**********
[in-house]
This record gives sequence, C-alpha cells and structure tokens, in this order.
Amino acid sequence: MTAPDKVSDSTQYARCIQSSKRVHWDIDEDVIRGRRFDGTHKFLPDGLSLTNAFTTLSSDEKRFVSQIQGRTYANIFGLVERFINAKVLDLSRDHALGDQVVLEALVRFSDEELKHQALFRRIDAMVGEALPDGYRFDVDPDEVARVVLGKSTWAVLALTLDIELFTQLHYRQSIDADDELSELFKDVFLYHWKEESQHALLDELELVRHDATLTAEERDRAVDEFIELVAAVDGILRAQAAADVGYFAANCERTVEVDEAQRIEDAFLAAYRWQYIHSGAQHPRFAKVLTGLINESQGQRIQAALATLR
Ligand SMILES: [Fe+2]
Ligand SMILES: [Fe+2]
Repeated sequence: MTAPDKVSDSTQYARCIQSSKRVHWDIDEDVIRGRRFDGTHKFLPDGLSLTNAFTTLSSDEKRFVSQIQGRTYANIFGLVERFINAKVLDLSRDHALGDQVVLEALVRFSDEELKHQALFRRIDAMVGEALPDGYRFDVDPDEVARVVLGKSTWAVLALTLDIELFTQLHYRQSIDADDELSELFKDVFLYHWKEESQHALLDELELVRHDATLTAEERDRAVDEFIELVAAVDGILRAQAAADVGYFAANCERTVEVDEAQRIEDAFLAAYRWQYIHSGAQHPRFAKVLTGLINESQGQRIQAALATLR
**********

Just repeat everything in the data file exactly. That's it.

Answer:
[in-house]
This record gives sequence, C-alpha cells and structure tokens, in this order.
Amino acid sequence: MTAPDKVSDSTQYARCIQSSKRVHWDIDEDVIRGRRFDGTHKFLPDGLSLTNAFTTLSSDEKRFVSQIQGRTYANIFGLVERFINAKVLDLSRDHALGDQVVLEALVRFSDEELKHQALFRRIDAMVGEALPDGYRFDVDPDEVARVVLGKSTWAVLALTLDIELFTQLHYRQSIDADDELSELFKDVFLYHWKEESQHALLDELELVRHDATLTAEERDRAVDEFIELVAAVDGILRAQAAADVGYFAANCERTVEVDEAQRIEDAFLAAYRWQYIHSGAQHPRFAKVLTGLINESQGQRIQAALATLR
Ligand SMILES: [Fe+2]
Ligand SMILES: [Fe+2]
Repeated sequence: MTAPDKVSDSTQYARCIQSSKRVHWDIDEDVIRGRRFDGTHKFLPDGLSLTNAFTTLSSDEKRFVSQIQGRTYANIFGLVERFINAKVLDLSRDHALGDQVVLEALVRFSDEELKHQALFRRIDAMVGEALPDGYRFDVDPDEVARVVLGKSTWAVLALTLDIELFTQLHYRQSIDADDELSELFKDVFLYHWKEESQHALLDELELVRHDATLTAEERDRAVDEFIELVAAVDGILRAQAAADVGYFAANCERTVEVDEAQRIEDAFLAAYRWQYIHSGAQHPRFAKVLTGLINESQGQRIQAALATLR